The Crusader Newspaper Group

No change to Blagojevich’s sentence

By Jessica D’Onofrio, Chuck Goudie and Ross Weidner,

A judge ruled Tuesday that former Illinois Gov. Rod Blagojevich will serve his original 14-year sentence. As Judge James Zagel announced his decision Tuesday, crying was heard in the courtroom.

Zagel convicted the former governor of committing a variety of corrupt acts, including the attempted sale of Barack Obama’s Illinois U.S. Senate seat. An appellate court threw out five of the conviction counts against him and ordered that he be resentenced.

Robert Blagojevich, Rod Blagojevich’s brother, said he thinks Zagel’s decision was wrong. He said perhaps his brother’s request of 5 years was too short, but thinks the sentence should have been somewhere in between.

“Yeah, I know my brother. He’s got a temper and he says stupid things. When the FBI wiretaps you and you’ve got a prosecution that is out with an agenda, they will use your words and they will twist them and make an argument that fits the vaguest of the 5,000 criminal federal laws – we all don’t even know what they are – that he had to defend against. My brother made mistakes. He’s taken responsibility and he’s paying the price for them.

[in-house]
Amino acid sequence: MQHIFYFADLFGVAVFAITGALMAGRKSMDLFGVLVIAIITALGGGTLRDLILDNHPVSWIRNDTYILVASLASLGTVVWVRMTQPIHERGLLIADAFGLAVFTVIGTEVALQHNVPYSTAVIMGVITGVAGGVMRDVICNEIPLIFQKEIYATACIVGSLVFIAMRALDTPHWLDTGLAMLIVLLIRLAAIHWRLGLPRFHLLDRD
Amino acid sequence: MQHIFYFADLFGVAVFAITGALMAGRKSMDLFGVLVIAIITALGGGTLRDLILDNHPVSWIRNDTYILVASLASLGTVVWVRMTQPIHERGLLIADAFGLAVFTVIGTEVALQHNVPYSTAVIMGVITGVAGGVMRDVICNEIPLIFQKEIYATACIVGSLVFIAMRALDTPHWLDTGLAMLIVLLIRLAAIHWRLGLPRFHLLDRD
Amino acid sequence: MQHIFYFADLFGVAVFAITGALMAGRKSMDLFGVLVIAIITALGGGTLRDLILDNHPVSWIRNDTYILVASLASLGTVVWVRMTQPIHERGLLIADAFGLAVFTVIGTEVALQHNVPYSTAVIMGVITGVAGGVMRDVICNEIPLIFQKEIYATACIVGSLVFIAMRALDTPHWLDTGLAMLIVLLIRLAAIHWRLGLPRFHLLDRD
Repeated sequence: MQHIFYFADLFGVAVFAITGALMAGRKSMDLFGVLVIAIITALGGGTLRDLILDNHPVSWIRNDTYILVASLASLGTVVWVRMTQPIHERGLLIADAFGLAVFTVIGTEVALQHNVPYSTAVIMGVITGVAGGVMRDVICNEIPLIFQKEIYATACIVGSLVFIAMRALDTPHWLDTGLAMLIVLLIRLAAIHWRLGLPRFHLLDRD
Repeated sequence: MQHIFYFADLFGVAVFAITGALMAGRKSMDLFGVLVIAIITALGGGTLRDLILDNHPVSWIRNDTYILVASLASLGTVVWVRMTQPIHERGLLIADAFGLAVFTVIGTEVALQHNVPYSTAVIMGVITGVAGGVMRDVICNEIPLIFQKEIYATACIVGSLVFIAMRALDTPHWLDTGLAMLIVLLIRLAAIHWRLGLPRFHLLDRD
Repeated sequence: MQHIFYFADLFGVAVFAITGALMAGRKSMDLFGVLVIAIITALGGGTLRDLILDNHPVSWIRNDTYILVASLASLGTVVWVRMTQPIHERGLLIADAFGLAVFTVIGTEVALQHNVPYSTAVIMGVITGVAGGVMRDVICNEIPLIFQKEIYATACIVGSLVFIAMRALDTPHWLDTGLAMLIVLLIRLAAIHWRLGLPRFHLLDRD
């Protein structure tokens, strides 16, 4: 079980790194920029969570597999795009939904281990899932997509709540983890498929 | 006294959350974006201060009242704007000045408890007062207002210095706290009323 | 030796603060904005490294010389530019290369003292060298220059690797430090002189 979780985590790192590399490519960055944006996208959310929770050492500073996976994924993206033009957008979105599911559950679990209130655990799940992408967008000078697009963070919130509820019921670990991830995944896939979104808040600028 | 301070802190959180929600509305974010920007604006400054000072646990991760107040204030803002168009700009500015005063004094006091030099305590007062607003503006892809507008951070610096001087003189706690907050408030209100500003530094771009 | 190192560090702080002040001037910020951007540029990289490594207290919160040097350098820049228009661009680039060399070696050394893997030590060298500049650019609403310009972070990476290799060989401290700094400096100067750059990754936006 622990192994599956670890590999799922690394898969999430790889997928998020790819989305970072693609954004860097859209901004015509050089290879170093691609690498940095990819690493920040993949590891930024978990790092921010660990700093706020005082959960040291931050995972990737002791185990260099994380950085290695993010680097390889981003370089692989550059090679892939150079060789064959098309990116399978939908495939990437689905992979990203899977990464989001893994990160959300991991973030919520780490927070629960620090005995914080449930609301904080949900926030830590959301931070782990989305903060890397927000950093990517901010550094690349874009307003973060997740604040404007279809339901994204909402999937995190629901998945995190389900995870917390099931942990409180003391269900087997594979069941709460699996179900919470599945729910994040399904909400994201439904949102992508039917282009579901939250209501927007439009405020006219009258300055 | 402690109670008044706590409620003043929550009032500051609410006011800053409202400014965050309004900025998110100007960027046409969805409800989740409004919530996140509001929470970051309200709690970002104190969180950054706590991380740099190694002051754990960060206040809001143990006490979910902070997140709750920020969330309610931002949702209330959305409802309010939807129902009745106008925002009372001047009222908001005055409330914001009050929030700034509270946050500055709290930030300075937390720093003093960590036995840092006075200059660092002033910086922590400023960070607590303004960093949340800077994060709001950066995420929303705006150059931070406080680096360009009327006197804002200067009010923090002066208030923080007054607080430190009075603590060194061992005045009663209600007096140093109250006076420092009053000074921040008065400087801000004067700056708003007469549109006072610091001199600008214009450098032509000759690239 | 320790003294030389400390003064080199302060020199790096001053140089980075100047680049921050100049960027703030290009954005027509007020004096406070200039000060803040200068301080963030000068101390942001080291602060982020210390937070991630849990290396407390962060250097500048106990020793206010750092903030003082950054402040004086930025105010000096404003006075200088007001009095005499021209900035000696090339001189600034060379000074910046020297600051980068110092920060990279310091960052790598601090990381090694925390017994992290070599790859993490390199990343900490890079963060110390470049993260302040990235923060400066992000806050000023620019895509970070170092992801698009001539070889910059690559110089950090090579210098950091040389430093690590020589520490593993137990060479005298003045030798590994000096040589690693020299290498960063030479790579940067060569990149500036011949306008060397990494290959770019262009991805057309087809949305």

“He was convicted. He’s in prison. He’s serving. He’s admitted culpability and responsibility. How much can you squeeze out of a turnip? I don’t know. He deserves a break,” Robert Blagojevich said.

Patti Blagojevich, the former governor’s wife, expressed her family’s devastation at hearing the Zagel’s ruling. Amy and Annie Blagojevich, the couple’s daughters, were in tears as their mother spoke.

“From our point of view and from the point of view of thousands of people that have reached out to me over the last 4 years, we find his sentence unusually cruel and heartless and unfair,” Patti Blagojevich said. “The judge clearly made up his mind before it even started.”

Rod Blagojevich made his appearance Tuesday over a video link. He was not at the Dirksen Federal Building in person. In the video, he was dressed in a navy blue prison outfit, sitting in a chair, smiling and fiddling with his hands as he waited for the hearing to begin. The once raven-haired politician had a full head of white hair.

When Zagel walked into the courtroom, Blagojevich grew serious, looked at the camera and listened to what the judge had to say.

Blagojevich addressed the court through the video link Tuesday, apologizing to Zagel and saying he wished he had done things differently.

“I recognize that it was my mistakes and my actions that led me here,” Blagojevich said. “I wish I could find a way to turn the clock back and make different choice, but that is not possible. Among the mistakes I made is the way I fought back. Too many battles that have been fought in court I fought in public.”

He said being away from his family has given him something to work for.


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